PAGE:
Purchasing a car often involves making several important decisions. You may need to decide which lender to use, the amount you need to borrow, the cost of ownership, and whether you’re prepared to make that financial commitment. Among these many decisions lies the question of making a down payment.
Is it worth putting a down payment on a car? The answer is usually yes. This is because it could often provide specific benefits to a borrower. For example, a higher down payment can help you secure a lower interest rate and better loan terms. In the long run, you can enjoy a more affordable cost of borrowing.
Another thing to remember is that cars depreciate like most other assets. A new car could depreciate by as much as 20% during the first year, so you might want to consider making a larger down payment to help you have more equity in your car than you would with a low or no down payment.
So, the case for making a down payment on a car is certainly compelling. However, there are several factors to consider before deciding on the amount you pay.
How much of a down payment should you make?
How much down payment for a car loan should you target? Experts recommend an upfront payment of around 20% on average, especially when you’re looking to finance a new car. This is usually because new vehicles tend to depreciate in value by a similar percentage during the first year. The financing structure could also specify the minimum down payment requirement, but this might vary among different lenders. This down payment percentage could be less when purchasing a used car, but in general, you should aim for a value of at least 10%.
Now, when you have a low credit score, a higher down payment could help increase your chances of getting a loan approved. It would also make perfect sense if your aim is to minimize your overall borrowing cost. A higher upfront payment could help reduce the lender’s risk exposure and enable you to negotiate a better interest rate for your auto loan.
However, it may also depend on your ability to afford a down payment. If you’re not cash strapped, then by all means you can choose a larger upfront payment. This could help reduce your total borrowing. But if you’re on a tight budget, then you can consider making a smaller down payment and opt for a longer repayment period. While this may increase the overall cost of borrowing, it could allow you to spread the expenses into more affordable monthly repayment amounts.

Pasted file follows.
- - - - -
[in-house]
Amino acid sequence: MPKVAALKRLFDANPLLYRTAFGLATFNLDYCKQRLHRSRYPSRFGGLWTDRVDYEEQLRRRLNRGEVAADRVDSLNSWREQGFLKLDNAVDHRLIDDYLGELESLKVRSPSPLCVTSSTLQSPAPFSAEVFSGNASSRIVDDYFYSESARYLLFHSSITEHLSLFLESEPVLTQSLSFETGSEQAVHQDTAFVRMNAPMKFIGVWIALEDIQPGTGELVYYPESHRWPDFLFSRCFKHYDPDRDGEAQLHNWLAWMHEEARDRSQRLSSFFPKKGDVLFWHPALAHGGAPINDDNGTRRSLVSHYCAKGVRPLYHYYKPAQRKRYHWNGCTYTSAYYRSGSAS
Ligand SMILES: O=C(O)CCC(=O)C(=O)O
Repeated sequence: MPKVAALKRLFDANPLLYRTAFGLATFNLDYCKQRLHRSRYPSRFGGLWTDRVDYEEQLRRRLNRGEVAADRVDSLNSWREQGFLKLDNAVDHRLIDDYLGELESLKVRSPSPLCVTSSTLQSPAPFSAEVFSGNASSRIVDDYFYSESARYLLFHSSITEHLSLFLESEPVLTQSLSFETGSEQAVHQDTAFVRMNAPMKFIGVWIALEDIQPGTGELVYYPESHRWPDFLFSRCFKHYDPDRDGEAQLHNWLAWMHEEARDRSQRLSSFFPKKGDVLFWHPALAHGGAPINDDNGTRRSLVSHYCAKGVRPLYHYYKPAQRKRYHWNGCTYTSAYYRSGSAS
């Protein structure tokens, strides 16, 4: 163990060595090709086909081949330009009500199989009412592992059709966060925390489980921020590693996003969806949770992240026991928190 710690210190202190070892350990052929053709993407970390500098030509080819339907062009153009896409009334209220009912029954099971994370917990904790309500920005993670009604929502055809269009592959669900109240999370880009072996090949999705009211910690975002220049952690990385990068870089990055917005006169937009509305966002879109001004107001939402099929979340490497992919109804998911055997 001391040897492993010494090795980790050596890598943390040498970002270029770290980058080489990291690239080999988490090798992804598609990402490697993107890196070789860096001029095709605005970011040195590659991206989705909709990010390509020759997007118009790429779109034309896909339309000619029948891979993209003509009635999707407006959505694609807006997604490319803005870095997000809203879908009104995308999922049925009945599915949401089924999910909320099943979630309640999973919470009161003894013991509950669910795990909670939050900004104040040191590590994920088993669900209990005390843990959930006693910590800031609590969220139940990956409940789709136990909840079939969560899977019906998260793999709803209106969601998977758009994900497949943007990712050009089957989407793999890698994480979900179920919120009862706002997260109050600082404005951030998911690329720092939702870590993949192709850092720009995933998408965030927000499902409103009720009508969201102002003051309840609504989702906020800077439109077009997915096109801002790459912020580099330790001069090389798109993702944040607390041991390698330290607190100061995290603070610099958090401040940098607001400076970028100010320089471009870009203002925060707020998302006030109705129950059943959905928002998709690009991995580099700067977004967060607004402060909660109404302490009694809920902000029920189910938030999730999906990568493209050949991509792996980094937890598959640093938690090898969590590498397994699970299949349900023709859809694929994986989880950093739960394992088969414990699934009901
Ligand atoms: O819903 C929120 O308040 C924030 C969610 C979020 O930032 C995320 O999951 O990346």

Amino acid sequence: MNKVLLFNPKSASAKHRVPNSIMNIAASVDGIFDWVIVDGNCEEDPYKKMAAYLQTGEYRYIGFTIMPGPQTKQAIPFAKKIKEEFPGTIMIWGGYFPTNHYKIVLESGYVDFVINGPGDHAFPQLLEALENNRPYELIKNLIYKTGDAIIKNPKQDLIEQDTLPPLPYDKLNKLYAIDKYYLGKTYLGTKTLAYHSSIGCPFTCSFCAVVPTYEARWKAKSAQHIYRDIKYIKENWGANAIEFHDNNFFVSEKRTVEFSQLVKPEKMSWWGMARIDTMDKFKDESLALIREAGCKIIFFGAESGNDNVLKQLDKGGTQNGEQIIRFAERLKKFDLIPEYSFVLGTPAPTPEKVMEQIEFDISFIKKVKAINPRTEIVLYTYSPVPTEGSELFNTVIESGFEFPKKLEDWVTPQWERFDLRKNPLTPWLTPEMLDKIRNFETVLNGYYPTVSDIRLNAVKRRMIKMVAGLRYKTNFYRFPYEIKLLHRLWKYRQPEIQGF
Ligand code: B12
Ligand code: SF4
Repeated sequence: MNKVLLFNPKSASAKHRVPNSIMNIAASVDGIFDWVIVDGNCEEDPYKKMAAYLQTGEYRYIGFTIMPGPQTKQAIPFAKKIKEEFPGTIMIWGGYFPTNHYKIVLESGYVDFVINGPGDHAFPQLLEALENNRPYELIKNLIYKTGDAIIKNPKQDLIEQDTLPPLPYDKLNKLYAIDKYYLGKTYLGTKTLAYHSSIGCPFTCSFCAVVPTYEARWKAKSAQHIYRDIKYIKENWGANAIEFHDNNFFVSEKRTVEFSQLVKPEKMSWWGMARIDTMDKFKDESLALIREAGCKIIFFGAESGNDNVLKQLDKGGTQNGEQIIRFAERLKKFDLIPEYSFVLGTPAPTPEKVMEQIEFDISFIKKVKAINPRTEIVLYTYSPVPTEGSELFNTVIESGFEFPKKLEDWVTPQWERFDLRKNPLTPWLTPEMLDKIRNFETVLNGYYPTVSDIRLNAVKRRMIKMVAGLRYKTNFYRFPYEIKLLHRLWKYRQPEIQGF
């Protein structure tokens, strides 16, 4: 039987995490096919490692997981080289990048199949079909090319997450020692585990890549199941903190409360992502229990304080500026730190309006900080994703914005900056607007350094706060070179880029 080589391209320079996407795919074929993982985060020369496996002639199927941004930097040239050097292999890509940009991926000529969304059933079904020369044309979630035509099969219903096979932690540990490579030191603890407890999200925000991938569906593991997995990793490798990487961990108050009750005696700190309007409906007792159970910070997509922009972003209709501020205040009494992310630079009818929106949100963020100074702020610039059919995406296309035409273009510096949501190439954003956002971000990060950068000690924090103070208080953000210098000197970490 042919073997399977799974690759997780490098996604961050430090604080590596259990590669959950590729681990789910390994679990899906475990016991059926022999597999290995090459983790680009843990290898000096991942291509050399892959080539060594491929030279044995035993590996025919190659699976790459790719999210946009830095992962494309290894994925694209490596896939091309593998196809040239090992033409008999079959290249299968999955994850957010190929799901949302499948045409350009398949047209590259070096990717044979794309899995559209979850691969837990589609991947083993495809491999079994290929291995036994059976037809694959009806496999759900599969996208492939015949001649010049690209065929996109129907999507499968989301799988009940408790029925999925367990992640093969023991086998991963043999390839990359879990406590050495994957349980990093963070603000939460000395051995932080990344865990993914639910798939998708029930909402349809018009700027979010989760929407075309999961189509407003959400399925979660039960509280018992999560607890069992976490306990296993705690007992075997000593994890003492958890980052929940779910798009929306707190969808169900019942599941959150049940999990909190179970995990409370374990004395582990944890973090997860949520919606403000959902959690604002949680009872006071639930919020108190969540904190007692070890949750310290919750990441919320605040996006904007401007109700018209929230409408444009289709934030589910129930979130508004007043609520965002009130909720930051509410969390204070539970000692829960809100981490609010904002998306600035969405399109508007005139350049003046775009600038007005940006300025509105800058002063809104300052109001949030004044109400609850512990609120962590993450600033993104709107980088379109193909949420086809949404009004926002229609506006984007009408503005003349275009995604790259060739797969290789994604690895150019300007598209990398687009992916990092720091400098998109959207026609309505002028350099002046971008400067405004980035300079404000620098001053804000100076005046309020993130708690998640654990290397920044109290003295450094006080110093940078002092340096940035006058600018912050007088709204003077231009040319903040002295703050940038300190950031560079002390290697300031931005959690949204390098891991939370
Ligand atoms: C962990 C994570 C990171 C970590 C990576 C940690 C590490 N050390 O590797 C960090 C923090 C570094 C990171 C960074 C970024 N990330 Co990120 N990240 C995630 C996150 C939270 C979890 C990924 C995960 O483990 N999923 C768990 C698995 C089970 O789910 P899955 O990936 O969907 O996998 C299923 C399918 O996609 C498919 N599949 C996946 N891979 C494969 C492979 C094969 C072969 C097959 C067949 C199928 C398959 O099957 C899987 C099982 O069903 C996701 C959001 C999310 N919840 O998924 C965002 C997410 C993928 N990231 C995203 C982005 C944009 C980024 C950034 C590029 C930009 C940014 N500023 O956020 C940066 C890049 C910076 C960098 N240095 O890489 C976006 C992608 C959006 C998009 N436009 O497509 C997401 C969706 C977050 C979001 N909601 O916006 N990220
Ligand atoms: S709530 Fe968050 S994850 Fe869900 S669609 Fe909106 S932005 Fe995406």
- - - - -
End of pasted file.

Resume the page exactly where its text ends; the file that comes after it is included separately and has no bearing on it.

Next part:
Keep in mind that a down payment does not always need to be in cash. It could also be in the form of the trade-in value of your existing vehicle. Alternatively, you can opt for a combination of the two methods. This could offer greater flexibility to increase the down payment you can afford.
Are low down payment car programs worth it?
If you’ve been shopping around for affordable vehicles on the market, then you may have heard of programs such as $500 down payment cars. It may sound tempting to you, but it’s worth understanding the risks that that these types of programs sometimes carry.
Some lenders and dealerships provide special deals such as $500 down payments to entice car buyers on a limited budget. For those struggling to obtain a loan without committing to a hefty down payment, this could sound like an appealing option.
However, keep in mind that these lenders could also have assessment criteria to determine the risk of lending to you, or may have practices that could be considered harmful for consumers. For example, they may expect a higher credit score or impose very high interest rates.
Driving a car, in a lot of cases, is a necessity that can be used to justify taking economical risk, but it is always advisable to work with reputable lenders and dealerships. Additionally, beyond your capability to provide down payment, it's important to think about the long term consequences that this loan may have on your financial stability. More than often saving a bit more upfront to afford a higher down payment really pays off.
Pros and cons of low down payment cars
- These lending facilities can make purchasing a vehicle more accessible and affordable for those unable to make a higher down payment on a car.
- Borrowers can usually pay the down payment with cash or using the trade-in value of their old vehicle.
- Low down payment offers are often limited to cars with low price tags and might not be available for vehicles of a higher value.
- They usually come with above-average interest rates to compensate for the higher risks of lending.
- They can often have higher monthly repayment amounts and overall costs of borrowing.
- The lower the down payment, the higher the potential negative equity on your car.
Needless to say, finding the right auto loan with an affordable down payment plan could take some effort. Weighing up the benefits and drawbacks with a sound knowledge of the financial implications could help you avoid costly mistakes.
While the option of low down payment cars is certainly available if you’re working with a limited budget, making a larger down payment could be advantageous in the long term. And remember, this can be a reachable goal with some thoughtful pre-planning. You can start by preparing a budget and cutting down unnecessary expenses. Chase checking and savings customers can use Autosave to help set aside funds at regular intervals and save effectively to meet their budgetary goals.
You should also work towards building your credit score by minimizing debt obligations, settling credit cards, and making bill payments on time. For now, you might also need to manage your expectations and be realistic about the type of vehicle you can afford. In the long term, all these could help secure your financial health so you can become the proud owner of your dream car.
To find out more, go to Chase Auto today.